Mobile Couponing Service SnipSnap Launches GoodFor, An App For Sharing Handmade, DIY Coupons

SnipSnap, the growing mobile couponing app (and former TechCrunch Disrupt battlefield participant) with nearly 3 million users, launched a second app today to address a trend they had been seeing among their current user base. Some SnipSnap users had begun submitting handmade, personalized coupons to the service – for example, things like “Good for 1 date night,” or “Good for 1 foot rub.” The company had to filter coupons out of its main feed, but later realized that this use case may deserve its own standalone application.

And so, GoodFor was born.

GoodFor, to be clear, is not a new direction for SnipSnap, but rather a side project cooked up by the team, and more of an experiment. Explains SnipSnap CEO and co-founder Ted Mann, in the company’s early days, their spam filtering technology was focused more on keeping photos that weren’t pictures of coupons off the service. (SnipSnap, for those unfamiliar, lets you photograph paper coupons and share them with others).

“You’d be surprised how many pictures of people’s body parts and pets come through” Mann says. “Well, maybe not so surprised,” he jokes.

SnipSnap was able to build tools to filter these photos out, but soon, they were faced with a new problem. “To our shock and frustration, we kept seeing non-coupons coming through – but this time it was more of the DIY variety,” says Mann. These coupons didn’t fit into a retailer-specific app like SnipSnap, but the team grew somewhat fond of them. “They were funny, often touching, and even occasionally artful,” Mann notes.

The coupons always began the same way: “Good For 1…”

Initially, the team made a holiday card using these coupons, but SnipSnap’s VP of Product, Kyle Martin and Mann kept thinking how fun it would be to have an app that actually allowed you to make them yourself.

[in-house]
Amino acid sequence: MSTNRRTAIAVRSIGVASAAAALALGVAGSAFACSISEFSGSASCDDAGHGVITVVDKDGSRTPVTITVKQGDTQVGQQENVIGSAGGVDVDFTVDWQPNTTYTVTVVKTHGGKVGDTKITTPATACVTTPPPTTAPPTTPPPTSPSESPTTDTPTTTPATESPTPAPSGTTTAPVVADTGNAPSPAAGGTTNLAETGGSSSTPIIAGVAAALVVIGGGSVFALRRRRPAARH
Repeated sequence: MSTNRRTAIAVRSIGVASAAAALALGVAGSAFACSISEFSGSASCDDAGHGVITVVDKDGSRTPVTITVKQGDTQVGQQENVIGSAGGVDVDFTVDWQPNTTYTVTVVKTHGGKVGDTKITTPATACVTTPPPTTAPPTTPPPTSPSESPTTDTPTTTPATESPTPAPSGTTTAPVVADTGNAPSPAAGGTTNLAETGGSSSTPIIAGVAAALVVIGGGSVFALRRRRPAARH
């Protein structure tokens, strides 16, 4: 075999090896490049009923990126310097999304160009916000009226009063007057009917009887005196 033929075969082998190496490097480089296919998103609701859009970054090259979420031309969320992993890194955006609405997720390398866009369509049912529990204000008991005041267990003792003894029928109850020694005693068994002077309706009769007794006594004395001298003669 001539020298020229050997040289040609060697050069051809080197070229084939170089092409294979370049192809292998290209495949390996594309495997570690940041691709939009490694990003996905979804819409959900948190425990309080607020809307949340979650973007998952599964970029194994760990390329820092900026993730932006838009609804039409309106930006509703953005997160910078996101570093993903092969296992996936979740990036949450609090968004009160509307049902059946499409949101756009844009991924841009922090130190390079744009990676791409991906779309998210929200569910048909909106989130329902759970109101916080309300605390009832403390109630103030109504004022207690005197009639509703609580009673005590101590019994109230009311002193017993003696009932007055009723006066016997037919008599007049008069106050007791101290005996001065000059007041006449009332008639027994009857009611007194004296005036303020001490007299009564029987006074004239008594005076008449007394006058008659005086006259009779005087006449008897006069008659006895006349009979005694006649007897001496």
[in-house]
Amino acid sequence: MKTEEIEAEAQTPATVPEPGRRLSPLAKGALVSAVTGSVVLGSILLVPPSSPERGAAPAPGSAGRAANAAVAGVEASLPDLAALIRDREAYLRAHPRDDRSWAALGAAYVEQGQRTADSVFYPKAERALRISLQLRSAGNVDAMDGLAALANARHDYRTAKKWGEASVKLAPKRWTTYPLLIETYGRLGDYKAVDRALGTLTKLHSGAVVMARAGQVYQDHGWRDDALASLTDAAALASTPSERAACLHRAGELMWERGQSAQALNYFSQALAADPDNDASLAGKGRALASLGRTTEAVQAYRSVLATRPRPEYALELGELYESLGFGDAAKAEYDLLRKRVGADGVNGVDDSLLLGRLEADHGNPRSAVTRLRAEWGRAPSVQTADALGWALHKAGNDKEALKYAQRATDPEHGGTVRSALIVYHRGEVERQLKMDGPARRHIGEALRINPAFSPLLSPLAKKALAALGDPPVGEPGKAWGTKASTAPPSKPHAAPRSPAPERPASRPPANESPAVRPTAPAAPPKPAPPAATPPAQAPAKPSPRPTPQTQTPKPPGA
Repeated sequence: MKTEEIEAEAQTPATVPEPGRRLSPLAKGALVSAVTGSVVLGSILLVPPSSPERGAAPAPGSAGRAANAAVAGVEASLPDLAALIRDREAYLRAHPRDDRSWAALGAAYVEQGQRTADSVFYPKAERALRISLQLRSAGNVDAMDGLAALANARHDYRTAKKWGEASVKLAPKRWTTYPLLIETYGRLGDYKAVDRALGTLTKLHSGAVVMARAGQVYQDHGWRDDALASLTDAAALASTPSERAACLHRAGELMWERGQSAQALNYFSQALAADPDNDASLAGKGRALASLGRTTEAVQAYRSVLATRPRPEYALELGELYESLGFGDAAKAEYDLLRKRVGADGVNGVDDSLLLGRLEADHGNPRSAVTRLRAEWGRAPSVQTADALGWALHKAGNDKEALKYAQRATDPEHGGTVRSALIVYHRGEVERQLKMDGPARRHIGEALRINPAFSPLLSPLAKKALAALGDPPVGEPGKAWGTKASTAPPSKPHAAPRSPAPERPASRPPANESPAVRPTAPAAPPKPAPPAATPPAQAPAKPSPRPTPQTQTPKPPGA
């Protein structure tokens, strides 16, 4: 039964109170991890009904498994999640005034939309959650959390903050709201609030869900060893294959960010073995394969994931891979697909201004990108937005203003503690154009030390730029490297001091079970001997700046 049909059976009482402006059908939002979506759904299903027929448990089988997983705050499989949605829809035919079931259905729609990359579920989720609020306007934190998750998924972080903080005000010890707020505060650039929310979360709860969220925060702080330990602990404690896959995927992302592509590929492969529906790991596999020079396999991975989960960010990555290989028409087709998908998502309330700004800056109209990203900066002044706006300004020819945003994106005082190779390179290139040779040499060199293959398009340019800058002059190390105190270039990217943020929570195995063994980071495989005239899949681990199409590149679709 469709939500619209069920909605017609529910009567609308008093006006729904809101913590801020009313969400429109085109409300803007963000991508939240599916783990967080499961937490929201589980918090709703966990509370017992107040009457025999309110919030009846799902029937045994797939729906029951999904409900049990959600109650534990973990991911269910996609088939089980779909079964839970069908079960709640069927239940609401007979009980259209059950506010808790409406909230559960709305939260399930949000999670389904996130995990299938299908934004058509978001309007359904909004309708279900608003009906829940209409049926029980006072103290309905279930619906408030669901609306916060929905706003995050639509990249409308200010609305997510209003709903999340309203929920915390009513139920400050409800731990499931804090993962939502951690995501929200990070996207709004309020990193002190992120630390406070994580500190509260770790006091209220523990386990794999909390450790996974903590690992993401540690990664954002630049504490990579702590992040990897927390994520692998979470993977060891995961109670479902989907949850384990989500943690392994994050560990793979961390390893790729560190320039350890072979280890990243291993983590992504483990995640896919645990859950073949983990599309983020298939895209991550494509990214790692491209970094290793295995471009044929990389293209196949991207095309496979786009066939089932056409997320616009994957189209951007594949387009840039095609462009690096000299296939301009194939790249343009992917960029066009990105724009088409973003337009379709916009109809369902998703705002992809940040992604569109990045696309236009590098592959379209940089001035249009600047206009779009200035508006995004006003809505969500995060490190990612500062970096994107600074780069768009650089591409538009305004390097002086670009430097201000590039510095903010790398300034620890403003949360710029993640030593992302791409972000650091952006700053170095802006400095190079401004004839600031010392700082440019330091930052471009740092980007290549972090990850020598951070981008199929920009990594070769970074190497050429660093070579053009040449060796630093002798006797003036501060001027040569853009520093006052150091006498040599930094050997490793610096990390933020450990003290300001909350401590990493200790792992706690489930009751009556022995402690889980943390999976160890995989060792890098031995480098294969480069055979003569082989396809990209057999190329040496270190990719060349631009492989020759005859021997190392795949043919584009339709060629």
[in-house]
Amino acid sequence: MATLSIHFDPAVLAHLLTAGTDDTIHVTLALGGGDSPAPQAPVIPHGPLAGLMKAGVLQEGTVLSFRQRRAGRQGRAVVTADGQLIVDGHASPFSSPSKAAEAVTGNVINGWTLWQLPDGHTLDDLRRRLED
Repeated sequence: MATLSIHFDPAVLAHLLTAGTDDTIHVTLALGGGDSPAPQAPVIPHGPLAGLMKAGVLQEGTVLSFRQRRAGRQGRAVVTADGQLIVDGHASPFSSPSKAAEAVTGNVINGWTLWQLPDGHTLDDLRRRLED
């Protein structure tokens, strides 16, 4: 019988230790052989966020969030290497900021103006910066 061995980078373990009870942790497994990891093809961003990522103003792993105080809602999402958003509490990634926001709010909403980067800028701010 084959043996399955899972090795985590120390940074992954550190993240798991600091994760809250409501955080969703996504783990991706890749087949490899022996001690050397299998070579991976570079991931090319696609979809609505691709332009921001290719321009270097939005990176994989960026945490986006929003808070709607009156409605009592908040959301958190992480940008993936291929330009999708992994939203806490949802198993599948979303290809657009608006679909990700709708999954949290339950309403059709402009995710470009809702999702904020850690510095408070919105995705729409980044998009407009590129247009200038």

photo 3The new app, GoodFor, took about a month to build, and will let you do just that. Plus, it will also allow the company to test other features that it could eventually port over to its main application, Mann tells us.

The app itself is well-designed and simple to use. After signing up, or connecting via Facebook if you choose, you can then pick a “GoodFor” coupon from one of the app’s three main sections, “Featured,” “Popular” and “Most Recent.” Some of the coupons are plain with just a colored background, others use photos, and others are designed with clip art-like decorations instead.

If you want to build your own coupon, an included editor lets you type in the text of your choosing, or get a random idea by tapping “surprise me.” You can choose a photo background or one of the many templated styles GoodFor provides, organized into various silly categories like “Have Fun,” “Let’s Party,” “Crazy Colors” “Romantical” and more. You can also add borders and shapes to the coupon, then tap the checkmark to finish the design and share it with a family member, significant other, or friend, via text or email. (Messages that prompt recipients to download the app, of course.)

Since the “coupons” are basically just small images, I’d like it better if GoodFor would allow you the option of sending the coupon itself, with a message that read something like “Created by GoodFor: Download here on iTunes,” for example. After all, too many apps these days are spamming users’ contacts with unwanted invites, making recipients wary of unknown messages. Letting them first see the actual (and cute!) end results of what GoodFor can do may be a better way to attract real users to the service, rather than just raw downloads driven out of curiosity.

Still, if you can at least convince your significant other to pick up GoodFor, I could see the app being a fun thing for couples who want to share coupons amongst themselves. It could even be something the kids could use to design coupons for mom or dad, they way they once did for with crayons and paper.

GoodFor is a free download, here on iTunes.